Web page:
About fifteen years ago biologist Michael J. Denton wrote a book with the title Nature's Destiny. His argument, well supported by factual evidence, was that there was a destiny built into the universe. That destiny would produce eventually life something like ourselves on some world much like ours. Denton was not a theist. But he was convinced that the universe by its makeup displayed some purpose. If that is so, then we can derive from nature that God, if there is such, would have to be both highly intelligent and ingenious in the design he created in the universe, a design that inevitably leads to sentient life.

As an aside, it would be interesting to speculate whether there are other worlds on which sentient life might be found. There is no reason to reject that possibility since the very nature of nature is productive of life.

But back to our task. What of the that sentient and wonderfully imaginative life? It would seem reasonable to assume that the effect of a cause cannot be greater than the cause. If we think, if we are imaginative, if we have a sense of right and wrong, if we have a will, it suggests that this God who is our cause also has volition, is moral, creative, and obviously sentient. All that is to say that he is a person, for those are the characteristics that define a person.They are the features that define us as persons.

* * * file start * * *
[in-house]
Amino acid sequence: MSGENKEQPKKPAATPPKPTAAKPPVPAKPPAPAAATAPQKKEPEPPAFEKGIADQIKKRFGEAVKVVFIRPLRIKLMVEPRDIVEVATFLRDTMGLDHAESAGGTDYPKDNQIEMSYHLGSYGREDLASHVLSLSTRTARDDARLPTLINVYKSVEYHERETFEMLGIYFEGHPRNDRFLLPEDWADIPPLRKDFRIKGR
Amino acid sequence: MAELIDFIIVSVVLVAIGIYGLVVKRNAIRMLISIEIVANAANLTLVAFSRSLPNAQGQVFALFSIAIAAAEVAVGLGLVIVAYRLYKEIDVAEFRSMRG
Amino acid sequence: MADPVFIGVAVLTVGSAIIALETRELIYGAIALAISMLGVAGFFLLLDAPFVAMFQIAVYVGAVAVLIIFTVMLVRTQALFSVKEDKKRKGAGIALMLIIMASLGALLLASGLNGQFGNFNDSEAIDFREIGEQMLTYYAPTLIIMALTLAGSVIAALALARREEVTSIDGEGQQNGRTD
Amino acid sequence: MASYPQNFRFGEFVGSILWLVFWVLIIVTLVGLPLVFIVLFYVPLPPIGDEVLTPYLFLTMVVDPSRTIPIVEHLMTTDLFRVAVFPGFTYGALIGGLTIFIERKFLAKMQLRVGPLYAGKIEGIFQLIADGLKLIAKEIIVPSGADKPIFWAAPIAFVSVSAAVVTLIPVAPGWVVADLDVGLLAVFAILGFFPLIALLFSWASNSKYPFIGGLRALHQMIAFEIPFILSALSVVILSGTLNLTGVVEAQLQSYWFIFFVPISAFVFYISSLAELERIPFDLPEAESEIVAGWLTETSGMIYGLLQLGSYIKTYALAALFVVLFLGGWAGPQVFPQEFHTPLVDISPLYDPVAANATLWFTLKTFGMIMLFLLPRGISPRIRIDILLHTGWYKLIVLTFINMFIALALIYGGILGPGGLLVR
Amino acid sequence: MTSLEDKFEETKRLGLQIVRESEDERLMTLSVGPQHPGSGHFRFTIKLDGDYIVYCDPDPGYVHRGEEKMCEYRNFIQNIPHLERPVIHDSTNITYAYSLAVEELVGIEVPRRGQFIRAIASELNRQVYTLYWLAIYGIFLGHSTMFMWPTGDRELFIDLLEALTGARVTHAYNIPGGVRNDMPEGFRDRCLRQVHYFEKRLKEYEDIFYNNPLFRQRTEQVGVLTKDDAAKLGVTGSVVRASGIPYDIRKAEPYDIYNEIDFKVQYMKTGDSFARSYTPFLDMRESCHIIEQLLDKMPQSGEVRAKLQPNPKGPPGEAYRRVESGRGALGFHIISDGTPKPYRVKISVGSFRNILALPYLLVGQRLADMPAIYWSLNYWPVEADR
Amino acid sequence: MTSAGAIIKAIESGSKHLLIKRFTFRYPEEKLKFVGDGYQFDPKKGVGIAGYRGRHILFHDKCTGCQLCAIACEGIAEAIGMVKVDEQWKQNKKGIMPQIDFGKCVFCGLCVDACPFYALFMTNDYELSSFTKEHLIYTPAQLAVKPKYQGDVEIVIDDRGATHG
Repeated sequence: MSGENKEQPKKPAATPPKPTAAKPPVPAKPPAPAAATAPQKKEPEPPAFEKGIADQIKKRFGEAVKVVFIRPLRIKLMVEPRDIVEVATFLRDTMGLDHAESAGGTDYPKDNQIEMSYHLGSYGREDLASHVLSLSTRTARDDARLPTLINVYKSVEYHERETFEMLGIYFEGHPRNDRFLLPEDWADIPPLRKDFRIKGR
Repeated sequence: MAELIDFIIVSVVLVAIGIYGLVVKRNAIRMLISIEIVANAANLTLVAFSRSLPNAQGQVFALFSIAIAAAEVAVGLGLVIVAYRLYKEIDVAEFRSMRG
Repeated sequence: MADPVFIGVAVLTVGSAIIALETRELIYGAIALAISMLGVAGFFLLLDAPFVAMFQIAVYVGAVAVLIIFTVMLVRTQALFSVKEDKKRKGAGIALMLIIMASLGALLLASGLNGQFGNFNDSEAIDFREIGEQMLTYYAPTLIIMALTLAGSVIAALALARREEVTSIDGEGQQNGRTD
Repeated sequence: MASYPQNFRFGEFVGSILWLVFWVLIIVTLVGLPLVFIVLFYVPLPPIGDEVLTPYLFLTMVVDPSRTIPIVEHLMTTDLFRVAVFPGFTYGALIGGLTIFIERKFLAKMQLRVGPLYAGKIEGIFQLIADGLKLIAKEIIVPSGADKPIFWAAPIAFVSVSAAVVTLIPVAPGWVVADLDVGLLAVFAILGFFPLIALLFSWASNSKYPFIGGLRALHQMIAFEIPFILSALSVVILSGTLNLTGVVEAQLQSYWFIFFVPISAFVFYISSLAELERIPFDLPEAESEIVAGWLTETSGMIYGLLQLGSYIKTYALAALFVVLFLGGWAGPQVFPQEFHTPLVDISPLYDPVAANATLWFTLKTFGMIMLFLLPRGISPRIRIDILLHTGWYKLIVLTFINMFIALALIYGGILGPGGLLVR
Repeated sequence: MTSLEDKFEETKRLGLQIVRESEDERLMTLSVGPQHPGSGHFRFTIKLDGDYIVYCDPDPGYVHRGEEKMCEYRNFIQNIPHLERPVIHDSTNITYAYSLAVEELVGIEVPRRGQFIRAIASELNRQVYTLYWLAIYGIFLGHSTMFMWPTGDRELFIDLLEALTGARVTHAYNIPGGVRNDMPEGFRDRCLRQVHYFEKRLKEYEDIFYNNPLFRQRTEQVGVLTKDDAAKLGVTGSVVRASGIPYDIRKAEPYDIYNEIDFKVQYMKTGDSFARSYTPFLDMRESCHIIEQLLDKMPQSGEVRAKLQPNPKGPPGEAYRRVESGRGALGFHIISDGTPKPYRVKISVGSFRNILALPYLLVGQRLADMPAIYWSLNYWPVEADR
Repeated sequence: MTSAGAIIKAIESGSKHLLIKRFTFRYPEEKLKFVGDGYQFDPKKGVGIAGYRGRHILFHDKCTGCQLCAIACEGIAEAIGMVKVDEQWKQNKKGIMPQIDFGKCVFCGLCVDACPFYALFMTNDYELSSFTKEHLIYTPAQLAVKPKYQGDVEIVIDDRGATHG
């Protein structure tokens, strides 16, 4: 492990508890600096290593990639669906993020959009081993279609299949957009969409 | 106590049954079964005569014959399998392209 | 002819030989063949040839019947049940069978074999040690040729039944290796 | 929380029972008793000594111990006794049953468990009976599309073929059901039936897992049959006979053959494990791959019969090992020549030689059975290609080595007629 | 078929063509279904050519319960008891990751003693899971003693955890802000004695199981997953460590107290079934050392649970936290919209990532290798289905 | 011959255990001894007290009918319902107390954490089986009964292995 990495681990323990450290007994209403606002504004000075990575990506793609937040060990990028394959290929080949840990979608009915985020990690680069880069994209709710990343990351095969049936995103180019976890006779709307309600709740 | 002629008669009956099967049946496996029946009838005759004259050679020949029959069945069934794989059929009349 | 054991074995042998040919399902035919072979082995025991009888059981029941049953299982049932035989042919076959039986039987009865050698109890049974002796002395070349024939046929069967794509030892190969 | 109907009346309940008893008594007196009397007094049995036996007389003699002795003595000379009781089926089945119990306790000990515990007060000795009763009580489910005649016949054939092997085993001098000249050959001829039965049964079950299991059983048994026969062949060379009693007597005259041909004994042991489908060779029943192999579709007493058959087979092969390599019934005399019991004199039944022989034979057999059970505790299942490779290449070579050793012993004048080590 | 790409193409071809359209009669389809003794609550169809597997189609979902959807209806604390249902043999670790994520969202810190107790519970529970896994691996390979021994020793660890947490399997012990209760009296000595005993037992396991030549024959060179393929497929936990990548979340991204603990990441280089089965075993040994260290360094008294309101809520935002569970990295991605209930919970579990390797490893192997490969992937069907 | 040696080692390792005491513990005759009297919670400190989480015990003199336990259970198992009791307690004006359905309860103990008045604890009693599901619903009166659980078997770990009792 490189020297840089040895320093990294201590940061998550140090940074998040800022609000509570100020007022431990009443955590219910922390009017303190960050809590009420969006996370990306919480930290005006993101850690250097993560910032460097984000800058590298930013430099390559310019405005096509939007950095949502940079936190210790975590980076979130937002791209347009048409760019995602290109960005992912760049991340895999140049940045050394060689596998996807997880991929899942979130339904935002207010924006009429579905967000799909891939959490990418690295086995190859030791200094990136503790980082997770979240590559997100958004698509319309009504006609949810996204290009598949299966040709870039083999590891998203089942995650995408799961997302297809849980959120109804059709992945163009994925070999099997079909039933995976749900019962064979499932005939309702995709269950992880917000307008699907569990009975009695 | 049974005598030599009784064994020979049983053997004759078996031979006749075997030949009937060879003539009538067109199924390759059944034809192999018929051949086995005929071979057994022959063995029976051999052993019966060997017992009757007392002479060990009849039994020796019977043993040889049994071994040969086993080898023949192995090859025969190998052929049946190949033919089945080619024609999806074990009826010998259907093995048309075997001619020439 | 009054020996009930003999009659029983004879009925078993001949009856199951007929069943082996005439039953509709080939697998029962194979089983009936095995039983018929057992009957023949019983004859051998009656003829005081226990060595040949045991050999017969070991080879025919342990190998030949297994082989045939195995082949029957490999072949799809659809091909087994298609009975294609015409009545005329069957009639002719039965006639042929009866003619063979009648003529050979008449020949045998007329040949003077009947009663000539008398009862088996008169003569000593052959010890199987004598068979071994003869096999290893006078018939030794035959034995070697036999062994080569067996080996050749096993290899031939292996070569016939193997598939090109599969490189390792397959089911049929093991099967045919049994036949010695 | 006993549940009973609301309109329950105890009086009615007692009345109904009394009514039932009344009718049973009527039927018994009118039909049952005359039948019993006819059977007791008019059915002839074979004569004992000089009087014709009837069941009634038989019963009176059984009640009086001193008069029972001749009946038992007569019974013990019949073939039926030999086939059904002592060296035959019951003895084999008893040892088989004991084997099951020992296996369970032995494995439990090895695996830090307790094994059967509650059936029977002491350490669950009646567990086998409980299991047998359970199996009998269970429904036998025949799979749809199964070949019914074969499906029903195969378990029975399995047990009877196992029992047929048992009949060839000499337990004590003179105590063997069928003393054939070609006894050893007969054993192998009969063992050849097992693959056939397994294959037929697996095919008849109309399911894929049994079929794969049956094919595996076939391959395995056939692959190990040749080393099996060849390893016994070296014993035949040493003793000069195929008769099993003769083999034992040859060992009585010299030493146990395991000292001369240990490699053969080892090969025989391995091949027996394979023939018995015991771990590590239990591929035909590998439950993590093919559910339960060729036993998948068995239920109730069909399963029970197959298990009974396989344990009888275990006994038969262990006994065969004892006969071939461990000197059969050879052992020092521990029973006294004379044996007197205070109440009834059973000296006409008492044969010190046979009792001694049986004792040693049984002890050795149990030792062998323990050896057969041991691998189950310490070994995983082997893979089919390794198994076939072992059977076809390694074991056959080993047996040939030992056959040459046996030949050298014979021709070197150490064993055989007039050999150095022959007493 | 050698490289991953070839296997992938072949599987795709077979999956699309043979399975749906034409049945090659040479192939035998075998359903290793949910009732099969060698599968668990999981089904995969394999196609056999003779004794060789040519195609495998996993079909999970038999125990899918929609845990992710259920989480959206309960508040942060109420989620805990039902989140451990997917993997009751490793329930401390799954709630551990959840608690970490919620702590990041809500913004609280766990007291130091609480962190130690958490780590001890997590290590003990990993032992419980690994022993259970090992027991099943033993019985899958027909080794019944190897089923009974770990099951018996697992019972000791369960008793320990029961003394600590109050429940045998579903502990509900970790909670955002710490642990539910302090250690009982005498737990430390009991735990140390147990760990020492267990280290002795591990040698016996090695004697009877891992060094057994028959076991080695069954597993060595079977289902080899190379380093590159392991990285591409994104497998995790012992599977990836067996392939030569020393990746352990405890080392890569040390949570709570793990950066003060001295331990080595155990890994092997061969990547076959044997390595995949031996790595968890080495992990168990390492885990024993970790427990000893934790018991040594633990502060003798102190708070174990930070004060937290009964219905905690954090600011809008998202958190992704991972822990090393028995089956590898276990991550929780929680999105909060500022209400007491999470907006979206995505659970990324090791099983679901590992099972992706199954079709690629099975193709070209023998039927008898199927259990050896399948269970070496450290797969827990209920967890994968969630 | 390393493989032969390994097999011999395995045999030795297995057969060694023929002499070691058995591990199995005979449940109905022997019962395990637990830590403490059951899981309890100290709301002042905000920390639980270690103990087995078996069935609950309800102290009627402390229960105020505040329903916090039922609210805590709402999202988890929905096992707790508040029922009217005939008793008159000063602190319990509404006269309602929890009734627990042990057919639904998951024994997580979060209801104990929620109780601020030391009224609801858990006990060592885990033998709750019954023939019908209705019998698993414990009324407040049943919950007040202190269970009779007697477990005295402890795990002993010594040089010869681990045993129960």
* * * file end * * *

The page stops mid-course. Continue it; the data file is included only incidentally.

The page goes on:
Now, what of Gould's observations about the cruelty of nature? Does nature argue that God is cruel? Gould would not take the argument that far. But he took it far enough. Nature is not immoral; it is nonmoral. The natural world other than ourselves cannot tell us about the nature of God. We, however, are moral. Does anyone doubt that? Virtually everyone makes judgments daily about the morality of the acts of others and their own. We may not agree on what is moral or immoral, though there are some basic agreements, but there is plenty of evidence for our moral nature. God, then, must be moral also if we his creations are moral.

It would be possible to go further, but at this point we can draw these conclusions about this God who is the ultimate cause. He is powerful. He is creative and imaginative. He is intelligent and wise. He is moral. He has volition. He is personal.

But of course, that picture may fit many different presuppositions. Allah, Yahweh, and possibly some of the gods of the Asian religions could fit those characteristics. So, is it possible to decide based on reasonable examination of the evidence which god is God? I think so, but that waits another blog.

Sunday, November 2, 2014

I Don't Believe

In a recent discussion with a variety of posters on the CNN website I heard over and over again that they do not believe in the existence of God because there is no scientific evidence for God’s existence. I find that particularly surprising because in my investigation over 20 years I have found that there is more than enough evidence.  

So I pondered why the evidence available was not considered evidence. 

One reason seems to be that they believe there is no direct evidence. By that they mean someone who  has seen God and whose testimony can be examined in depth for it reliability, though few of my atheist friends know what criteria to apply to a witness and to personal testimony. They are simply judging subjectively rather than applying rigorous criteria and are sure that this rebuttal would be sufficient: no one can see God, so his existence cannot be proved.